Universal Translator - Possible or not?

Discussion in 'Linguistics' started by darksidZz, Mar 5, 2007.


I say

Poll closed Mar 20, 2007.
  1. It's impossible!

  2. It's possible!

  1. darksidZz Valued Senior Member

    Because this is a new area on SciForums I was hoping you might have an insight into whether a universal translator could ever be constructed realistically. From what I gather there would be 2 methods of completing one:

    1. Put all known languages into a computer that's portable, then design it to translate words between whatever it knows.

    2. Develop some unusual and fantastic method unknown to man.

    Yes, my idea is that perhaps all language originates within the same location in the human brain, thus we should be able to wire in some sort of device that could translate languages, but do it directly with no real interaction from us. Such a device could in theory automatically change itself based on your native language, so that any unknown would instantly be spoken in your tongue.

    Now this would certainly require a more direct knowledge of human anatomy, as well as brain chemistry + transfer. I do think however it would be possible in say 100 years.

    Now the final comment is this, I don't see any way of making this work in reverse, meaning you couldn't construct one that would allow you to speak in another language, such a thing would require a more direct connection to the human brain I feel will never be possible.

    What do you think?
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  3. draqon Banned Banned

    mathematics...by using relations
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  5. Athelwulf Rest in peace Kurt... Registered Senior Member

    You mean universal translators like they have in Star Trek?

    I would like to say it's entirely possible to invent them. Granted, I can't imagine how one might make one or how it would work, but then it's pretty hard to imagine a computer-like device if it hasn't been invented yet.

    Let us not make the same mistake in judgment that a man who worked for the US patent office once made in the late 1800s: "Everything that can be invented has already been invented".
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  7. Baron Max Registered Senior Member

    In most all languages of the world, much less the universe, words can often have completely different meanings depending on the context of the sentences. So a "translator" would FIRST have to translate the sentence for a grasp on the context, THEN go back and revise the translations of certain words so as to fit the context of the sentence.

    Not saying that it can't be done, but.... Well, it ain't so easy as just having a vast dictionary of all the words in all of the world's languages.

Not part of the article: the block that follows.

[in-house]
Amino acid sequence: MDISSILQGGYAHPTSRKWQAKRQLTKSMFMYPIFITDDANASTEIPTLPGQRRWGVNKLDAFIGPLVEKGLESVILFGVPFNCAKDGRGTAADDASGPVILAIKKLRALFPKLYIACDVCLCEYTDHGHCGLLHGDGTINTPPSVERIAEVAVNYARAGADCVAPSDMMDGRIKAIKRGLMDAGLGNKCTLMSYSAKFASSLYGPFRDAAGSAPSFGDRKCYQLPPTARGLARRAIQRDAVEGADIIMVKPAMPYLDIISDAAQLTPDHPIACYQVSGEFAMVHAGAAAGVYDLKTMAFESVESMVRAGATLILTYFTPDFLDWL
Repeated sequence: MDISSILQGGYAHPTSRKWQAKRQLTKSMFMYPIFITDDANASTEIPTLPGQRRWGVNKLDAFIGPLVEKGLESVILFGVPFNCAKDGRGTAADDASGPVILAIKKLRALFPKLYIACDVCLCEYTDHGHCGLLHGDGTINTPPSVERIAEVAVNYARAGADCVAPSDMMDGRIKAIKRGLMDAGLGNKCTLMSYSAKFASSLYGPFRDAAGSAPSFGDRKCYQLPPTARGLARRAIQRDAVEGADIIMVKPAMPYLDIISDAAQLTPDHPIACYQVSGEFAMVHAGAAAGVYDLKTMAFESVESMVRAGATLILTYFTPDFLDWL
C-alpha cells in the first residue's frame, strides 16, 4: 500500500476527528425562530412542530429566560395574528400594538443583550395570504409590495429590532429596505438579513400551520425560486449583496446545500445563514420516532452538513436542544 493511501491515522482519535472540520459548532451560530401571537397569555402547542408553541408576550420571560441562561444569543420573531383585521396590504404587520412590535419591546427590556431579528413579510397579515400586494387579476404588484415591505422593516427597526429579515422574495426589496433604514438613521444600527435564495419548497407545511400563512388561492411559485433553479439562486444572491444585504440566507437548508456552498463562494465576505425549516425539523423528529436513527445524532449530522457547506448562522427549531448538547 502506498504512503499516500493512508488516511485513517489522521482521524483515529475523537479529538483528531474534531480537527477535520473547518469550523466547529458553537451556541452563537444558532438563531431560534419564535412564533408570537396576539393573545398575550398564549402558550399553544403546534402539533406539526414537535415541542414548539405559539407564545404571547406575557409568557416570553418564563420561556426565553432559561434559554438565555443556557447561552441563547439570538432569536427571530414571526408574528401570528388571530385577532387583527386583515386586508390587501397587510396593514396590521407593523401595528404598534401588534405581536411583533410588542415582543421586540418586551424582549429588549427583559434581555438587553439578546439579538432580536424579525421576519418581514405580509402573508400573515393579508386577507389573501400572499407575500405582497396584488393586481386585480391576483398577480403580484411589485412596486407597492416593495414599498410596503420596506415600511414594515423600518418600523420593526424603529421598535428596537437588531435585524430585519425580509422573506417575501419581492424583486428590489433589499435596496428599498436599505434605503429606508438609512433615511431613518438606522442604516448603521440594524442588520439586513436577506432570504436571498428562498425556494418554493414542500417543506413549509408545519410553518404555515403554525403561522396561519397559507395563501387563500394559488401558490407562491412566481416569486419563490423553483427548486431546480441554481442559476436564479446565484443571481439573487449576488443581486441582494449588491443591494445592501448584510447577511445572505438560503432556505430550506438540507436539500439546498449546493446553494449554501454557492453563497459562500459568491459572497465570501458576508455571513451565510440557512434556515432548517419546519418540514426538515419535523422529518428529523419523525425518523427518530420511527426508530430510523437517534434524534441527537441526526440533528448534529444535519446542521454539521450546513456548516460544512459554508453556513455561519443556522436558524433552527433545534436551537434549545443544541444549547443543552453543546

Baron Max
  8. Athelwulf Rest in peace Kurt... Registered Senior Member

    True. A universal translator would need a ridiculously large database, and it still might be as crappy as Babel Fish. But who knows what amazing stuff we could accomplish in the future. We're able to hold more and more digital information in less and less physical space day by day, for example.
  9. John Connellan Valued Senior Member

    Just look at how bad some of the internet translators out there are. Even commercial ones that specialise in only 2 languages. They can only get the simplest of sentences completely right and this is probably because these simple sentences are stored and directly retrieved.
  10. EndLightEnd This too shall pass. Registered Senior Member

    Present Day? No
    Future? Possible
  11. Fraggle Rocker Staff Member

    This is certainly feasible with foreseeable technology.
    If you're talking about translating a language it's never encountered before, that's a logic problem rather than a science problem so Star Fleet technology isn't going to solve it. Even the Star Trek gizmo had to learn an alien language before it could start translating. They glamorized that by having it just listen to conversations; that's ridiculous because without any visual or other context the words are meaningless no matter how many times you hear them.
    You're right more or less. The computer would probably have to map each individual brain, but once it did that it would be able to translate your thoughts into a standard language that everybody's devices have in common. That's kind of what they did on "Farscape," only instead of cybernetics they used bioengineeering: "translator microbes." When Chrichton first came aboard Moira they had to hold him down long enough to shoot him with the microbes, and then soon he was communicating.
    You've still got the intractable logic problem of the unknown language. There is no way any technology will be able to figure out what alien words mean with no referents. It will have to go through what we do in the immersion technique: Watch closely and figure out what they're talking about.
    Even human translators lag about half a sentence behind the speech. Not only do you have to take several words at a time to pick up idioms, but you have languages like German where the infinitive is the last word in the sentence and you can't start the translation into English until you find it.
  12. Avatar smoking revolver Valued Senior Member

    Answer to the pool question: I don't know.
  13. iceaura Valued Senior Member

    For voice translation, they'd have to get something to recognize even one well known language from different speakers first.

    As the Onion (approximately) put it: "I could have dumb fish by hand inattentive time, you god ram plucking pizza ship"

    For written, I'd start by picking an artificial language, such as Esperanto, and translating everything in and out of that. That sounds possible, in a vague and probably useless way.

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